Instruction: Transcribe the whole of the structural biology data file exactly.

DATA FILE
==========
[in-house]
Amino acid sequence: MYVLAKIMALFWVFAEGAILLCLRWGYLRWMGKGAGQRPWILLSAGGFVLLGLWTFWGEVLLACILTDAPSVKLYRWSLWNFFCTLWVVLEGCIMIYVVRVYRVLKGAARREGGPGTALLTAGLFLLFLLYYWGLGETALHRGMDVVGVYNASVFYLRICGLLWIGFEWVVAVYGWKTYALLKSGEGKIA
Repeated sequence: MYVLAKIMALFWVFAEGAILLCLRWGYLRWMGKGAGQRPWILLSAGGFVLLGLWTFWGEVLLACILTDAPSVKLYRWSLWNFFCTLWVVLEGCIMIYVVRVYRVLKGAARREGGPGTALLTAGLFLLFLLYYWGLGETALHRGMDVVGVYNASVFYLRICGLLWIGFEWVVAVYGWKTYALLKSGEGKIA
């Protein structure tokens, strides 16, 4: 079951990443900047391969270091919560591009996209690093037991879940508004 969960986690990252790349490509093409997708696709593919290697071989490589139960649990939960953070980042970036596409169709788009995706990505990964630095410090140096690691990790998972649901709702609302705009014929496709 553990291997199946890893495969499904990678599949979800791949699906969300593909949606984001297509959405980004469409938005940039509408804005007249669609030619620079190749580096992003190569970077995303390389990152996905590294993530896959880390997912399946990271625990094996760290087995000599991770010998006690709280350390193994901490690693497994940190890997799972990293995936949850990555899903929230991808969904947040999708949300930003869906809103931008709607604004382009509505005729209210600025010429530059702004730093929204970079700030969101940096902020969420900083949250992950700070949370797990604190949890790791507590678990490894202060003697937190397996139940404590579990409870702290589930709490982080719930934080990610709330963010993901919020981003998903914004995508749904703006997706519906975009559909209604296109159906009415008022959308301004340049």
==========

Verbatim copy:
[in-house]
Amino acid sequence: MYVLAKIMALFWVFAEGAILLCLRWGYLRWMGKGAGQRPWILLSAGGFVLLGLWTFWGEVLLACILTDAPSVKLYRWSLWNFFCTLWVVLEGCIMIYVVRVYRVLKGAARREGGPGTALLTAGLFLLFLLYYWGLGETALHRGMDVVGVYNASVFYLRICGLLWIGFEWVVAVYGWKTYALLKSGEGKIA
Repeated sequence: MYVLAKIMALFWVFAEGAILLCLRWGYLRWMGKGAGQRPWILLSAGGFVLLGLWTFWGEVLLACILTDAPSVKLYRWSLWNFFCTLWVVLEGCIMIYVVRVYRVLKGAARREGGPGTALLTAGLFLLFLLYYWGLGETALHRGMDVVGVYNASVFYLRICGLLWIGFEWVVAVYGWKTYALLKSGEGKIA
């Protein structure tokens, strides 16, 4: 079951990443900047391969270091919560591009996209690093037991879940508004 969960986690990252790349490509093409997708696709593919290697071989490589139960649990939960953070980042970036596409169709788009995706990505990964630095410090140096690691990790998972649901709702609302705009014929496709 553990291997199946890893495969499904990678599949979800791949699906969300593909949606984001297509959405980004469409938005940039509408804005007249669609030619620079190749580096992003190569970077995303390389990152996905590294993530896959880390997912399946990271625990094996760290087995000599991770010998006690709280350390193994901490690693497994940190890997799972990293995936949850990555899903929230991808969904947040999708949300930003869906809103931008709607604004382009509505005729209210600025010429530059702004730093929204970079700030969101940096902020969420900083949250992950700070949370797990604190949890790791507590678990490894202060003697937190397996139940404590579990409870702290589930709490982080719930934080990610709330963010993901919020981003998903914004995508749904703006997706519906975009559909209604296109159906009415008022959308301004340049």